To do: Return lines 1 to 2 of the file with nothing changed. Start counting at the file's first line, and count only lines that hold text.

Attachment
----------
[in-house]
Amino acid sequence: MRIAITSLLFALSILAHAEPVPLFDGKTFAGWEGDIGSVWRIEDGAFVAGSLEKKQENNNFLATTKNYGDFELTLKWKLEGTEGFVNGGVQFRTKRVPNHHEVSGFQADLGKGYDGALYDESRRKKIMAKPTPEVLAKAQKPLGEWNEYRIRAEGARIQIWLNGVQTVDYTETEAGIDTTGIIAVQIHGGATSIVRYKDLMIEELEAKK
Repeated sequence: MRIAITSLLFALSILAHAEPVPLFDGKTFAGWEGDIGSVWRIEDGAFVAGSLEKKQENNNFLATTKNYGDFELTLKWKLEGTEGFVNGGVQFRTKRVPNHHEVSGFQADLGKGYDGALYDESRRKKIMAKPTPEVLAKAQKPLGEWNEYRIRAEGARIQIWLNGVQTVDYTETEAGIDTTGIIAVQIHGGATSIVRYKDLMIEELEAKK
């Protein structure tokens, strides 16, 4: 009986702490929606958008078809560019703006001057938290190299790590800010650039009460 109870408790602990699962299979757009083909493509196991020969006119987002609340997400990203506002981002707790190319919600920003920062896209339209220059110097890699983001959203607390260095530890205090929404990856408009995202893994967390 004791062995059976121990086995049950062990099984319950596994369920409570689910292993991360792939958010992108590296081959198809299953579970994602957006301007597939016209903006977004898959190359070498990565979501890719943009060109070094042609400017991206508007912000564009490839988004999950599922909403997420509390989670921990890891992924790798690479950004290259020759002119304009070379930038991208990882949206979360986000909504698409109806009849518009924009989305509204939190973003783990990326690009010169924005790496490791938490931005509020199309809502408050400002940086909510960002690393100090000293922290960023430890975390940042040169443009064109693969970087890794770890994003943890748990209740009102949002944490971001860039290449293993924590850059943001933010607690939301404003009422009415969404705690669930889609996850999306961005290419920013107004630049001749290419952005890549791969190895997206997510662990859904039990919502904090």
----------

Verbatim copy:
[in-house]
Amino acid sequence: MRIAITSLLFALSILAHAEPVPLFDGKTFAGWEGDIGSVWRIEDGAFVAGSLEKKQENNNFLATTKNYGDFELTLKWKLEGTEGFVNGGVQFRTKRVPNHHEVSGFQADLGKGYDGALYDESRRKKIMAKPTPEVLAKAQKPLGEWNEYRIRAEGARIQIWLNGVQTVDYTETEAGIDTTGIIAVQIHGGATSIVRYKDLMIEELEAKK